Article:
At Work

David’s Mighty Men: Stewardship In Action

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Then the three mighty men broke through the camp of the Philistines and drew water out of the well of Bethlehem that was by the gate and carried it to David. But he would not drink of it. He poured it out to the LORD.

2 Samuel 23:16

The Old Testament contains some of the most remarkable stories. Many of these tales revolve around a young shepherd boy named David who grew up to become the great King of Israel.

His ascension to the throne was not without difficulties. Shortly after he was anointed by the prophet Samuel, David fell out of favor with the establishment and had to flee for his life. He hid out in the wilderness outside of Jerusalem with a group of his loyal followers. The Bible calls this group “David’s mighty warriors.”

C. David Jones, in his book David’s Mighty Men, describes David’s entourage as a magnificent, special elite force of fearless warriors. They were extraordinarily strong, courageous, unflinchingly brave, and completely committed to David. They were thirty-seven of the most fierce and dedicated warriors that ever lived. Jones writes,

They were a combination of combat commandos, stealth rangers, navy seals, green beret, special ops and Delta forces who had acquired the skills of battle demanded to survive and conquer in hand-to-hand warfare. They engaged in clandestine operations and were often outnumbered by staggering odds pitted against them, yet they stood their ground. Time after time on fields of battle they were the last men standing.

One story in 2 Samuel recounts a time when David’s mighty men overheard King David say, “Oh that someone would give me water to drink from the well of Bethlehem which is by the gate!” (2 Samuel 23:15). At this point in time, Israel’s hated enemies, the Philistines, had taken control of the city of Bethlehem. It was heavily guarded.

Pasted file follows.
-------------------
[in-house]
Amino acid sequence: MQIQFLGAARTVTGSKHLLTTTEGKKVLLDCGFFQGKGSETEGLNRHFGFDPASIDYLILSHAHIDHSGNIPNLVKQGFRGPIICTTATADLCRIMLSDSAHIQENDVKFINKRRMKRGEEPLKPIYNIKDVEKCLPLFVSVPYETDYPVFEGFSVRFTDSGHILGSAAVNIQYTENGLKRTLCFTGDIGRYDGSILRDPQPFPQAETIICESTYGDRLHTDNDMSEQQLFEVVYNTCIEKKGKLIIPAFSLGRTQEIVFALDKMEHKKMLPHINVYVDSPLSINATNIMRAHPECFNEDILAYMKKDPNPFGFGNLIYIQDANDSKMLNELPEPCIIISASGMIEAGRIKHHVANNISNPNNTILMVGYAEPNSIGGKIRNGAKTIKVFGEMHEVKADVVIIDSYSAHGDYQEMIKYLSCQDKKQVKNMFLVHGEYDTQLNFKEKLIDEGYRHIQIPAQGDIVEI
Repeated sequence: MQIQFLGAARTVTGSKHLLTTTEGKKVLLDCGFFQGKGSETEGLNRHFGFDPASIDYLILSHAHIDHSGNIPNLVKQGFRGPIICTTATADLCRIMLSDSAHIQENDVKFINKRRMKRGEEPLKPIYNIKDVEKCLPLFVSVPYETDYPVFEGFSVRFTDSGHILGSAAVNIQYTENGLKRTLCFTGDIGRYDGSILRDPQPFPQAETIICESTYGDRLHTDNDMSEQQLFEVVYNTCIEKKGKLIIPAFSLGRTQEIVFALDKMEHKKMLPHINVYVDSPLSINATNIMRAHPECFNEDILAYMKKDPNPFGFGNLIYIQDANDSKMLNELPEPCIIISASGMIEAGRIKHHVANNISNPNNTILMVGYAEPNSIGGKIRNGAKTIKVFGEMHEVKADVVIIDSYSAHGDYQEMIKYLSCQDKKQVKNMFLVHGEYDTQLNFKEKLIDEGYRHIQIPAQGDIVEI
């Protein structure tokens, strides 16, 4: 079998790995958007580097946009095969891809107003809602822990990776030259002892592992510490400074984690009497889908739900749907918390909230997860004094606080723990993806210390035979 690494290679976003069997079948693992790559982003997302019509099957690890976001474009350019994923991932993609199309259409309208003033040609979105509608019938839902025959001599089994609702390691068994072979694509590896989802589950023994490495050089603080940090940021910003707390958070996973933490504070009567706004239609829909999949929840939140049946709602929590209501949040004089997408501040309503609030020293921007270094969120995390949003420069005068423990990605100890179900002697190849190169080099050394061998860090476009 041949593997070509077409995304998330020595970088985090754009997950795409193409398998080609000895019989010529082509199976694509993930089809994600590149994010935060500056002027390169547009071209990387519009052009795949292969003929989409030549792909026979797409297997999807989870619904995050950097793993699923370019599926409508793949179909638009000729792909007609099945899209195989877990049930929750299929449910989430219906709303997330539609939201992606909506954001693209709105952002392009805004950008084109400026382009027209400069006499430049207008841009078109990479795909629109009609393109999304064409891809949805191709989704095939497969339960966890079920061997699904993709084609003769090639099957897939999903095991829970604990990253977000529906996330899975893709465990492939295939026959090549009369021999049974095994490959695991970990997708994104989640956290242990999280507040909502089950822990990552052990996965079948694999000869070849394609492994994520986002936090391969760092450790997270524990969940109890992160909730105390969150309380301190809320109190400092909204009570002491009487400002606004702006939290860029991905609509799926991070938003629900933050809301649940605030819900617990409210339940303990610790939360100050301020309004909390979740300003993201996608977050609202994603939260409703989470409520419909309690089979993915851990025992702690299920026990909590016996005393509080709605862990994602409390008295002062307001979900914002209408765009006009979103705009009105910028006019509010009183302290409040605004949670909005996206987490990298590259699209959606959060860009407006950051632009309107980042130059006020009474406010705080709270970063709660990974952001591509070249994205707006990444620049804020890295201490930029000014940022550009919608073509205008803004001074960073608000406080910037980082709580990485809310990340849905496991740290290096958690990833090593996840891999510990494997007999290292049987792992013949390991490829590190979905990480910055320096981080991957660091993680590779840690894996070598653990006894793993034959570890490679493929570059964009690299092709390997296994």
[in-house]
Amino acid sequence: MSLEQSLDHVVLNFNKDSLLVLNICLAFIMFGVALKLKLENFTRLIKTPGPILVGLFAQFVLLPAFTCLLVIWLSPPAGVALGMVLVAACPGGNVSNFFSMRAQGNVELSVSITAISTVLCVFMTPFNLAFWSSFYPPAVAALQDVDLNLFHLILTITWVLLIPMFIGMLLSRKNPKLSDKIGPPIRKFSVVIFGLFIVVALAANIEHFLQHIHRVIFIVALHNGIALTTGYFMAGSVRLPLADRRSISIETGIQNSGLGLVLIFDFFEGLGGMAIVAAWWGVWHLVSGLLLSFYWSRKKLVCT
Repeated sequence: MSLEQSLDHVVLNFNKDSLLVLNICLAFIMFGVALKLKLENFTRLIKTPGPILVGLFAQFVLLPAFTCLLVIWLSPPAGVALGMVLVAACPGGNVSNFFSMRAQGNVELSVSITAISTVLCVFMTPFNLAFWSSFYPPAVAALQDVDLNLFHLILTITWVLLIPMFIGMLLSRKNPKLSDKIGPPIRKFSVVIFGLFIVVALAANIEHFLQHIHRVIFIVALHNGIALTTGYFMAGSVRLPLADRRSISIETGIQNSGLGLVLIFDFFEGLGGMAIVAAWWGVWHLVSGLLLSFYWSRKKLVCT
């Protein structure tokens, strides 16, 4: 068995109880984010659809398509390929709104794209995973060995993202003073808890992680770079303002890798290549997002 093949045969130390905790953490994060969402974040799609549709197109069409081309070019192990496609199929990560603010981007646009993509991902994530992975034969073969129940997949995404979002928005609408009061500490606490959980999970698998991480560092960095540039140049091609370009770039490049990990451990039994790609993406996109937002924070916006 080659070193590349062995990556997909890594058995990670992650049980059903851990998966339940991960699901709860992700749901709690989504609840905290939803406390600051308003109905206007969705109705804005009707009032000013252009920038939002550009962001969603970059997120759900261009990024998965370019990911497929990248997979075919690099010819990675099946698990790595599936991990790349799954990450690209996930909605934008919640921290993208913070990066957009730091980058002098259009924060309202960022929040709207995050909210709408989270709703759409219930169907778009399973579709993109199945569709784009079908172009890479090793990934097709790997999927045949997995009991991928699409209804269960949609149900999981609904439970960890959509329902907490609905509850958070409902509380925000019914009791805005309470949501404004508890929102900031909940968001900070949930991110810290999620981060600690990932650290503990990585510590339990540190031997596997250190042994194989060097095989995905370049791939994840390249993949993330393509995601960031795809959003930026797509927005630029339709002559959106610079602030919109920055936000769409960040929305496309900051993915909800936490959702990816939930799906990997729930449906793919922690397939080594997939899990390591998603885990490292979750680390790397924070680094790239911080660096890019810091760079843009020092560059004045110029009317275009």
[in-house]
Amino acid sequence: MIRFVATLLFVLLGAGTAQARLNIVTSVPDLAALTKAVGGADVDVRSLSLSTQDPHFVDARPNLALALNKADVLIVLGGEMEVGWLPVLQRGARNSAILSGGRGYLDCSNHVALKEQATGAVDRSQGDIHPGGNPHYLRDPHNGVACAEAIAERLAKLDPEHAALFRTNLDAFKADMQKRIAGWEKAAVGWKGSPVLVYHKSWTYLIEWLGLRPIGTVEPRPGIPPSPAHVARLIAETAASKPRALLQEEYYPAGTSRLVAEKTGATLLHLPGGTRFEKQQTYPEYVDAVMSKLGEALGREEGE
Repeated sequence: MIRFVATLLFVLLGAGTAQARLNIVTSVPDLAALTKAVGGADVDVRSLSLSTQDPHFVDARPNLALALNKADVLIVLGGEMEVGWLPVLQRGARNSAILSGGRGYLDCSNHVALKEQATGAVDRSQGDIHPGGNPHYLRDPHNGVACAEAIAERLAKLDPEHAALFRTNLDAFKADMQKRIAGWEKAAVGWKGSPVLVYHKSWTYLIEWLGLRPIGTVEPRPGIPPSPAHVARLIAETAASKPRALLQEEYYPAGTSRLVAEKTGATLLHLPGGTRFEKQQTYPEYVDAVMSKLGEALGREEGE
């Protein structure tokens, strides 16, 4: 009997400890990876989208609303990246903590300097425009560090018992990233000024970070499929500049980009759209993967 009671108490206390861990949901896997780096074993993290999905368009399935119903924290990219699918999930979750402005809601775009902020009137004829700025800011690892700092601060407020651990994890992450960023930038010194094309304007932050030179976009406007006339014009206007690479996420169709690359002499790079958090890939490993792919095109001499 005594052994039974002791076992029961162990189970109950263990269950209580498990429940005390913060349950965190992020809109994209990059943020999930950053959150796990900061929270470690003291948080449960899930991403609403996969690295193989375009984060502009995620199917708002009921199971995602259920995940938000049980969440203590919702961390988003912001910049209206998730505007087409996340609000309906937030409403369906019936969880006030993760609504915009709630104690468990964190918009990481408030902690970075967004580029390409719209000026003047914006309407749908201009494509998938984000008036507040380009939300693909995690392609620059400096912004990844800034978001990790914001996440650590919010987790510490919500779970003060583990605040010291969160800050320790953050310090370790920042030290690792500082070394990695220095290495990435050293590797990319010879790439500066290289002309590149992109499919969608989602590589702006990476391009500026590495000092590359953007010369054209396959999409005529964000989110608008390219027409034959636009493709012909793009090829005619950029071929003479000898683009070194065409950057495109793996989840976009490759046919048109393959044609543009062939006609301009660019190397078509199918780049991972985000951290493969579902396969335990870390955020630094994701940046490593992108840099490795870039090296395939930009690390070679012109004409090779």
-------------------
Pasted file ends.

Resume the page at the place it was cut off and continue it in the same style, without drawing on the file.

The three mighty men, on their own, went down and fought their way through the lines of the Philistines. They made their way to the well in Bethlehem, where they drew water to take back to the young King. They eluded the pursuing Philistines, returned to their hideout, and presented the water to David.

To their surprise, David would not drink the water they had risked their lives to retrieve. He poured it on the ground instead.

David was not rejecting the sacrifice of the men who had gotten water for him. Rather, he was pronouncing their sacrifice too holy for him to selfishly consume.

What an inspiring picture of the way Christians are called to live their lives. The Apostle Paul tells us in 2 Corinthians 5:15 that because Christ died for us, “…those who live might no longer live for themselves but for him who for their sake died and was raised.”

This Old Testament story vibrantly illustrates the fact that we should not selfishly live our lives for ourselves. David poured the water out on the ground as a sacrifice to the Lord. Likewise, we are to take the priceless gifts that God has given us and pour them out as a sacrifice in service to Him and to our fellow man. This is what the Bible calls stewardship.

Stewardship is one of the most important and practical themes laid out in the Bible, and yet is often overlooked or minimized by Christians today.

The Bible says a great deal about stewardship because this concept touches every area of our lives. The Disciple’s Study Bible defines stewardship as,